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05 December 2007 @ 09:45 pm
Interesting Discourse on The View  


Interesting clip of Walters and the Women of the View discussing gender roles, transgendered identities and the discourse surrounding childhood. Thoughts?

Did anyone see the piece of transgendered children?
 
 
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Nikolaifaygoredpop on December 6th, 2007 03:51 pm (UTC)
My friends who are transgendered have commented that the diagnosis affirms who they feel they are, confirming in some official way an identity that isn't often confirmed in the official.

However, I struggle, as always, with the blatant label.
Duncan Major and Alanna Feltcarmel_devine on December 6th, 2007 04:18 pm (UTC)
I guess that makes sense, and admittedly I haven't thought about it much from that perspective. Though some friends of mine (and myself included) who identify as being trans, queer, gender queer, etc. just feel that such a diagnoses attempts to push them into a relatively rigid category that is essentially contingent anyway.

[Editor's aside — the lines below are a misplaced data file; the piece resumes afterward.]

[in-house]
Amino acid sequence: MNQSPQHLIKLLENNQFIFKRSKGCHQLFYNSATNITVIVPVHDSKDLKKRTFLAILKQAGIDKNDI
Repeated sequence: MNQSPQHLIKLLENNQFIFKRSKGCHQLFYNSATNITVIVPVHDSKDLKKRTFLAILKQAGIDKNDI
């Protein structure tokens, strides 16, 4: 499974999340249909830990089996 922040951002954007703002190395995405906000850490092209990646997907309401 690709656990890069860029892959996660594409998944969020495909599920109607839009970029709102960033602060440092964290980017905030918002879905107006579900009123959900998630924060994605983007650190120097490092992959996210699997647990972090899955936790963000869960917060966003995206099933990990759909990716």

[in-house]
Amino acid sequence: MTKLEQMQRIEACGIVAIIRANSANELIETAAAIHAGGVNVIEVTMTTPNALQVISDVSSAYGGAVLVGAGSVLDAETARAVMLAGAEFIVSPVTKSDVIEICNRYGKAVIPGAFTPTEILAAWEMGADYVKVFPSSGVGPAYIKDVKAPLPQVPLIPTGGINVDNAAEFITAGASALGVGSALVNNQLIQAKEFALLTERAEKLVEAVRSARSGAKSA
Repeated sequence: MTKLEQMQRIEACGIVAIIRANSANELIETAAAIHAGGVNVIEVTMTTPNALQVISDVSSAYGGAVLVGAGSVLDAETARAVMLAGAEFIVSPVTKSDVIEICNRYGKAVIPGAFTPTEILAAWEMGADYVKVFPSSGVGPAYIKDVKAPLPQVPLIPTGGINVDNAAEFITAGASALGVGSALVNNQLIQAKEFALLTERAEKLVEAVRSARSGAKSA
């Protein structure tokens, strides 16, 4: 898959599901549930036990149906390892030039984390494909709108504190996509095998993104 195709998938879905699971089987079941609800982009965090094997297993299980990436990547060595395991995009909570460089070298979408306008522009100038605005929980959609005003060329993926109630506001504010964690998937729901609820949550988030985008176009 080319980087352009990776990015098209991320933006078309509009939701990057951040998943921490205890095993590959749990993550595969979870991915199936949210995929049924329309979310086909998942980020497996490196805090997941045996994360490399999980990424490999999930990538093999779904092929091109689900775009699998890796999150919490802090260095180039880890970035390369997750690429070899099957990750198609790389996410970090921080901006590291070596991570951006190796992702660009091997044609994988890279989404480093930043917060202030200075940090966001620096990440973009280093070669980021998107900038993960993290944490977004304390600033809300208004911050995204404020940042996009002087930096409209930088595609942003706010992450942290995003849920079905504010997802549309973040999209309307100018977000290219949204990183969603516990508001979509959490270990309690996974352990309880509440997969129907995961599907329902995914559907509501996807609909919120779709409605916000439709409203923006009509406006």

Right now, homosexuality isn't considered a medical disorder though it used to be listed as such under the DSM-IV. I'm wondering if people being diagnosed with such a disorder back in the 70s were comforted with the notion that the diagnoses was affirming their identity in some way? I can't help but think that medicalizing the issue is just a way of illegitimating it. It's like our society splits the population into to broad categories: those who are normal and then those who are abnormal (all of which is of course socially constructed and thus arbitrary anyway), and then medicalizes those who fit into this abnormal category, since they don't adhere or conform to particularly expectations that our society deems as being 'proper.'

Here it an excerpt from a previous post I made on the issue, if you care to read it:

Why is it so difficult for people to realise that such broad concepts as sexuality and gender only exist because we decided to compartementalize them into such categories to begin with? They are not these distinct, 'natural' entities that have always existed, but rather mere categories that have been (and are) socially produced and regulated (I should probably cite Gary Kinsman in here somewhere...).

So, when it comes time for me to write my next test - seeming as how they are of an 'objective nature,' that is, true/false and multiple choice - I'm going to have to agree that 'sexual and gender identity disorder' is, in fact, a disorder.
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The perpetuation of sexual norms and opression in our society continues...